In GSM, we apply Gaussian filtering for Gaussian Filtering Minimum Shift keying (GMSK) a modulation technique. Basically it is similar as the Minimum Shift Keying (MSK) but the data stream must first go through pulse shaping via Gaussian filter before being applied to the modulator. MSK is already a good modulation scheme as it possess constant envelope and maintains phase continuity. GMSK allows for reduced sideband power which results in the reducing of out-of-band interference between the signal carriers in adjacent frequency channels. The GMSK technique has an advantage of being able to carry data while still maintaining an efficient usage of spectrum. The reduce power in the GMSK is very useful especially for mobile phones as lower battery consumption is needed for operation [16]. The drawback of GMSK is that, it requires more modulation memory in the system and causes ISI.

We have two ways to generate GMSK modulation. The most basic way is to apply Gaussian filter on the input signal and then apply a frequency modulator with a modulation index of 0.5 [2] [16]. The problem with this method is that it must have an exact modulation index of 0.5. In the real world, this is impossible as component tolerance drift can vary[16].

Figure: Flow chart of GMSK modulation using a Gaussian filter and Voltage controlled oscillator

The second method is more realistic and widely used. This GMSK method uses the Quadrature (I-Q) modulator. The operation starts by having the Gaussian filtered data separated into two parts, in-phase I and quadrature phase (Q). The I and Q components will then be mixed up to the frequency of the RF carrier to have a modulated RF signal. This kind of modulator can maintain 0.5 modulation index without having any modifications. The performance of this quadruple modulation depends on the accurate creation of I and Q components. For demodulation, this scheme can be used in reverse [16].

X – mixer or multiplier

LO – Local oscillator

Figure 3: Block diagram of I-Q modulator

Inter symbol interference and channel equalization

ISI in the GSM system is mainly caused by multipath propagation. Multipath propagation is a result when signals arrive at different times (delay) because it is does not travel in line of sight (LOS). In reality, connection will never be in LOS all the time so the signals will go through different paths by being reflected or refracted from different objects to reach the destination. When the signals travel through multiple paths, they will arrive at different times depending on the route they used. It is also possible for reflected signals to overlap with the subsequent signals [13]. This in addition, results in distortion to the received signals because all the signals have different delay. This situation happens either from mobile station to base station or vice versa. Since the delay spread is more than the symbol time, frequency selective fading occurs.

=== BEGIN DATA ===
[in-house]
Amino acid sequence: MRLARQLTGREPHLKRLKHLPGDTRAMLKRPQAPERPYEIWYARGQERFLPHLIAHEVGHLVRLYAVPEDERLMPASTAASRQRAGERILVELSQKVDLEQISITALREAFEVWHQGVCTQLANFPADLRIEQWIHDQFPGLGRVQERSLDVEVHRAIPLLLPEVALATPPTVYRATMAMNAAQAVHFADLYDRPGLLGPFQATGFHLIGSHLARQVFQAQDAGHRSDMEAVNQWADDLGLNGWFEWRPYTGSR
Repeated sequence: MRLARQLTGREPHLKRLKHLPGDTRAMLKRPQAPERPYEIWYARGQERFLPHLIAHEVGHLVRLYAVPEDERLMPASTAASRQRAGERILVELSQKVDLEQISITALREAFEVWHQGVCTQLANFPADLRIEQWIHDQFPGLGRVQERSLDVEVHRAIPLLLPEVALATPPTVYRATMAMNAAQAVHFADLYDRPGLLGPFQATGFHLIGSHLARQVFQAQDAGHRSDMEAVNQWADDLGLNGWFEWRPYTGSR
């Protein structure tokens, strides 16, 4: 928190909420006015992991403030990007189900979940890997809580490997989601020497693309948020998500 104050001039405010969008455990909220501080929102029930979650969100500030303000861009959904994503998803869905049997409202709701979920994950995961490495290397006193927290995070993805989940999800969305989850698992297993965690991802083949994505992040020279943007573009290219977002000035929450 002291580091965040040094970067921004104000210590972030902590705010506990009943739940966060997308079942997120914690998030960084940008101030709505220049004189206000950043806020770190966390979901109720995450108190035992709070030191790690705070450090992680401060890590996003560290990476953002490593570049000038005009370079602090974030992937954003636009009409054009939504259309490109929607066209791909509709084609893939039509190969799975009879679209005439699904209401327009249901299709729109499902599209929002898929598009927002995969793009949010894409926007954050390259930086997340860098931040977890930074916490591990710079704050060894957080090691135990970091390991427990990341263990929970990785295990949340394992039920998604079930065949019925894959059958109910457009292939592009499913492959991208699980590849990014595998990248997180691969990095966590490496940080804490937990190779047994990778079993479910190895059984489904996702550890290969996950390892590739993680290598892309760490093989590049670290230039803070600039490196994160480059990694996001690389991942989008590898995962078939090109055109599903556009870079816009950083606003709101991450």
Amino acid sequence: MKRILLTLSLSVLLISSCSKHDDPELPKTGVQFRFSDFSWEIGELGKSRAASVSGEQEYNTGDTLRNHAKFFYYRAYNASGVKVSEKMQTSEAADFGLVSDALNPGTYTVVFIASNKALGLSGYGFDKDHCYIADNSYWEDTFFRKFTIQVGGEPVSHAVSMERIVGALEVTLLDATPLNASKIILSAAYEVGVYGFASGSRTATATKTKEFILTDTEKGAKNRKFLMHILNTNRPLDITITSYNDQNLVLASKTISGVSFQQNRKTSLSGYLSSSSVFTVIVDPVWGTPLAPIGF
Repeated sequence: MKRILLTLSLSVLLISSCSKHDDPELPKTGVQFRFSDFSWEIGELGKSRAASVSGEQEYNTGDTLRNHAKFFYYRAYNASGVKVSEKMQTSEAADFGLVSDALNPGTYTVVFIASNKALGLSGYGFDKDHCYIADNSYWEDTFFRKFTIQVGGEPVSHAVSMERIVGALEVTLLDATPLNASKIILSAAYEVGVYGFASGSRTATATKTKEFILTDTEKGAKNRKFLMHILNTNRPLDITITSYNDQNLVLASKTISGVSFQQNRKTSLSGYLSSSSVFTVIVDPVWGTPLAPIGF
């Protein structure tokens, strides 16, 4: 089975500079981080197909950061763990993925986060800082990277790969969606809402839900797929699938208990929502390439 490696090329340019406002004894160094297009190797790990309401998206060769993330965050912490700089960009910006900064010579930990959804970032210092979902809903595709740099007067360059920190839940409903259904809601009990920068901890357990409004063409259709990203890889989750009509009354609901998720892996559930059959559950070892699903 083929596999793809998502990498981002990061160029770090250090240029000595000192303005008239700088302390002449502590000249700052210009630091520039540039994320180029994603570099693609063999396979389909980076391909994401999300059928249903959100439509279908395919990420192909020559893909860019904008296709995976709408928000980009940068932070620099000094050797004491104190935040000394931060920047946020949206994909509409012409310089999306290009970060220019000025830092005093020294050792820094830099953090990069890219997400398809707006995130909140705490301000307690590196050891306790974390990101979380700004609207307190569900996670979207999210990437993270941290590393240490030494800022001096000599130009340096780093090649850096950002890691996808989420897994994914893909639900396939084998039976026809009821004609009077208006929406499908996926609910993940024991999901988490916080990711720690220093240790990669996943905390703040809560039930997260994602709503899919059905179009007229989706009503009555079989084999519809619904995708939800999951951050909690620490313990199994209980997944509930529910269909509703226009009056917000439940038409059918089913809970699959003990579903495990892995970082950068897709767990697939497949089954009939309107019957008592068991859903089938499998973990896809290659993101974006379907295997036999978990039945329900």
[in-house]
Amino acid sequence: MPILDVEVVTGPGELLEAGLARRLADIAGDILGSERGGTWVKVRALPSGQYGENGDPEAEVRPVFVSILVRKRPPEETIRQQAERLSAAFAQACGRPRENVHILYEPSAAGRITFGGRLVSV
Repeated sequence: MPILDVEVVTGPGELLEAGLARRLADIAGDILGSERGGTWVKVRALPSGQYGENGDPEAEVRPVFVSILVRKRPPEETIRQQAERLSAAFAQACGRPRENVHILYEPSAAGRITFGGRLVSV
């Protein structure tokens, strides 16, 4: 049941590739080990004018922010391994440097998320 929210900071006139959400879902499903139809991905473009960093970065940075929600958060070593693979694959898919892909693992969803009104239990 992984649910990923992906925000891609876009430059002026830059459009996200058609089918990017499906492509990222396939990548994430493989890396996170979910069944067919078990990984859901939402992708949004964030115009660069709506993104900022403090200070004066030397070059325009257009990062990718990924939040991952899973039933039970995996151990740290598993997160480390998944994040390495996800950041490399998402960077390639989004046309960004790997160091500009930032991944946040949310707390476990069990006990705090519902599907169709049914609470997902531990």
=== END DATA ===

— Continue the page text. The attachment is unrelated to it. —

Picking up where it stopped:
Figure 4: An example of multipath propagation

Figure 5: ISI as a result of multipath distortion [13]

To combat the problem with multipath propagation, we use and ISI equalizer. This equalization technique is based on the MLSE which uses the Viterbi Algorithm [3] [10]. Figure below shows the block diagram of the ISI equalizer.

Figure 6: Block diagram on how ISI equalizer is used in GSM environment

When the base station or the mobile station transmits a TDMA burst, not all of is user data. Instead, 26 bits are allocated for the training sequence and they are known by their receivers (either mobile station or base station). Each of the known sequence bits unique for a certain transmitter is unique for a certain transmitter and this sequence bits is also repeated in every transmission burst. The figure below shows the normal burst structure in the GSM burst.

Figure 7: GSM Normal Burst Structure

A channel estimator is needed because to perform MLSE, we require information on the CIR (Channel Impulse Response). The channel estimator will estimate the CIR for each of the bursts by comparing the transmitted bits with the received signal to produce he(t) [10]. Channel estimation in GSM uses Linear MMSE (Minimum mean square error) [11]. Since the match filter is in time domain, r(t) will be convoluted with the signal obtained from the channel estimation, he(t) to create a model signal Y(t). The output model signal obtained can then be used to estimate the transmitted bits based on the bits received by performing MLSE. The last process uses Viterbi Algorithm hence the process, Viterbi equalisation [2] [9].

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Speech coding in GSM transceivers

Speech is originally analog in nature and GSM is a digital system. In order to use the speech information, we need to run to a series of process known as speech processing. Figure shows how the speech processing is done in a GSM system.

In speech coding, the GSM system has used a variety of ways to fit in 3.1 kHz audio into between 6.5 and 13 kbit/s. The first two codecs used was called Half Rate (5.8 kbit/s) and Full rate (13 kbit/s) [4]. Both of this codecs use LPC (Linear Prediction Function) where voice signals need to be digitized, and secured using encryption over a narrow voice channel. As time passes, the GSM system was further developed to use the Enhanced Full Rate (EFR) codec which is a 12.2 kbit/s codec and it uses a full-rate channel.